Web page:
Except that his removing himself from the controversy is itself political enough, and getting more so. The Ear recalls the saying of the 19-century Romantic French novelist Stendhal that speaking of politics in things of the imagination (like art) is like firing a gun in the middle of a concert.
Anyway, The Ear recently stumbled across a story by The Boston Globe that provided a very good wrap-up of Dudamel’s current position and also included an excellent chronology and summary of the background including Montero’s point of view and accusations.
Here is a link:
What do you think?
Should Gustavo Dudamel speak up about the protests and government killings in Venezuela?
Or should art and politics be kept separate?
Does this controversy change what you think of either pianist Gabriele Montero or conductor Gustavo Dudamel?
The Ear wants to hear.
By Jacob Stockinger
If you have been waiting for the start of the 2014 Winter Olympics (below is the official logo), tonight is the night it all begins for real –- at least officially because some preliminary rounds of sporting events like figure skating and snowboarding have already been held — even amid the terrorist threats, corruption, unfinished construction, dog roundups, authoritarianism and homophobia.
Many of us here in the U.S. will be tuning in at 8 p.m. EST to NBC-TV and streaming the games on-line. Here is a link to a schedule, to background stories and to other links.
For a complete schedule of events, check out:
And tonight is the opening ceremonies, the March of Nations, where all the athletes will march into the main stadium.
Could it also be payback time for Russian superstar musicians?
The maestro of music for the Olympics is the ever busy, often unshaven and always critically acclaimed conductor Valery Gergiev (below), who guest conducts around the world and holds his own podium at the Mariinsky Theatre in St.Petersburg.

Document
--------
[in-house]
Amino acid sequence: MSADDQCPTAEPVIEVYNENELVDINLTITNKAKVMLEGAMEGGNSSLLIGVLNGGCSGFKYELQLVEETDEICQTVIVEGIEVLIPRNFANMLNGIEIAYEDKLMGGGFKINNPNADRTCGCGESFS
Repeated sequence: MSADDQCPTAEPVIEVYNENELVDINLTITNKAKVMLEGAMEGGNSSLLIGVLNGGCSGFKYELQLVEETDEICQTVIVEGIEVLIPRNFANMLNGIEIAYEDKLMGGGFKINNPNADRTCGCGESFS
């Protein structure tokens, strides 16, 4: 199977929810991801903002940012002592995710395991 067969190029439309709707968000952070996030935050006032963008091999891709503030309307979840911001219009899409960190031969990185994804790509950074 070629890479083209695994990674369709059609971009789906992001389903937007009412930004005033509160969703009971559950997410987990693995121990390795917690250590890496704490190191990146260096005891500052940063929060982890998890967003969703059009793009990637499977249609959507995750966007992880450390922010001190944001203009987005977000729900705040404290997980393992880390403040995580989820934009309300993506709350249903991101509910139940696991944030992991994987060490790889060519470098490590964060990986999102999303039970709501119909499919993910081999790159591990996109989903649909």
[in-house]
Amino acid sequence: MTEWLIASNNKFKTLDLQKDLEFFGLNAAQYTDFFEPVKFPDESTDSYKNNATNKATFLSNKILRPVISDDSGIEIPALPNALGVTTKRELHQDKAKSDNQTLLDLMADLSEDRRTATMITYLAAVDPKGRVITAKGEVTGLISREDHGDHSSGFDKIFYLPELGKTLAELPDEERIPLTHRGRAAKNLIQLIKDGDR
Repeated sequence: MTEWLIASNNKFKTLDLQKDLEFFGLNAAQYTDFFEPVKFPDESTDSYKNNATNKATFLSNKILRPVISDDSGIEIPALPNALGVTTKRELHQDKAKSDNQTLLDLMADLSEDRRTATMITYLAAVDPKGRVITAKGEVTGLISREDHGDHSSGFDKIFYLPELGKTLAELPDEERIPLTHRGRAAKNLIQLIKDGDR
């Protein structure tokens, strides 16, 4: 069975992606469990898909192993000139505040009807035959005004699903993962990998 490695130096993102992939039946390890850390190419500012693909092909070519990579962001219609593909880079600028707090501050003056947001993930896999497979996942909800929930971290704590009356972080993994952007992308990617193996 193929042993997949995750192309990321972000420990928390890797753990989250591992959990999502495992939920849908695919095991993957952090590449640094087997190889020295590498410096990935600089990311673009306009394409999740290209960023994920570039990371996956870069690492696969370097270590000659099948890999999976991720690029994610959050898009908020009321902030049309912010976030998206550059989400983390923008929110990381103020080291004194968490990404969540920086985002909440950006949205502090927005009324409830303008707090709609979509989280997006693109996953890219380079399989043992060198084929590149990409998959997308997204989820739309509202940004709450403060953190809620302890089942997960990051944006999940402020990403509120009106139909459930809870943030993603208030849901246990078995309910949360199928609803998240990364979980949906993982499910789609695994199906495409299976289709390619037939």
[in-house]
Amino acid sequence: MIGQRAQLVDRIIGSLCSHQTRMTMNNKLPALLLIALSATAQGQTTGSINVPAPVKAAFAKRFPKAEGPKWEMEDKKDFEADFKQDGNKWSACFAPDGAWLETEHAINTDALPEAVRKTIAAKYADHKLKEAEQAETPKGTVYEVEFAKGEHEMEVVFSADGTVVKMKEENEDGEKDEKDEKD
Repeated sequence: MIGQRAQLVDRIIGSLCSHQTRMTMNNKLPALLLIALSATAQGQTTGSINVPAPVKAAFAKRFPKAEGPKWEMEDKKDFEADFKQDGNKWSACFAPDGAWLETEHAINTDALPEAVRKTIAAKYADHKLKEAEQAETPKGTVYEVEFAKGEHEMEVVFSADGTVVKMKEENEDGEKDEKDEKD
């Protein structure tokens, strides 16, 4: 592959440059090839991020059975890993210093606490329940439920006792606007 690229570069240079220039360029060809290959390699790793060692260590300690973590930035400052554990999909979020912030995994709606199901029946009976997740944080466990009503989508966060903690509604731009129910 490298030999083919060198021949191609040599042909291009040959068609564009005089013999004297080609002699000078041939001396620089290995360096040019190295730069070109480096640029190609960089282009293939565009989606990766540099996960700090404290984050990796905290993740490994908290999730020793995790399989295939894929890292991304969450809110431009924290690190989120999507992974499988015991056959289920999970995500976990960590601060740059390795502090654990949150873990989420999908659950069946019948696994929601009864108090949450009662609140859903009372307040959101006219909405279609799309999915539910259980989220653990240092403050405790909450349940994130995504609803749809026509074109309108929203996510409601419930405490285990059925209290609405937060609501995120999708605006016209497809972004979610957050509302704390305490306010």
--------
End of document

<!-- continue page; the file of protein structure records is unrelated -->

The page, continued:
But ironically, the maestro is a very close friend and political supporter – as is superstar soprano Anna Netrebko (below), who may or may not show up at Sochi — of the heavy-handed and thuggish Russian President, and former KGB agent, Vladimir Putin. (Below is a photo of Vladimir Putin pinning a state decoration on Valery Gergiev.)
The combination of the two V-Men — Vladimir and Valery — creates certain ironies and some wariness or even dissatisfaction.
Here is a link to a fine story about Gergiev, Putin and the Olympics that aired in NPR. It also has links to some music.
And The New York Times has also published a story about Gergiev that focuses on his role as an ambassador and defender of Russian culture’s rebirth under Putin, whom Gergiev endorsed in the last presidential election (both are below), despite the foreign political fallout.
So, will Anna Netrebko (seen below in the Metropolitan Opera’s production of Tchaikovsky’s opera “Eugene Onegin”), who also endorsed Putin, show up to sing?
Will some of the famous ballet dancers from the famed but beleaguered Bolshoi company in Moscow also perform?
Tune in and see.
But while we wait for the Winter Olympics to reveal themselves and for their many cultural contradictions to surface — and to help warm you up in this cold, cold Midwest winter -– here is some of the best music ever composed for the Olympics or sports events: A YouTube video of Milwaukee-born composer Michel Torke’s “Javelin” written for the 1996 Summer Olympics Games in Atlanta, Georgia: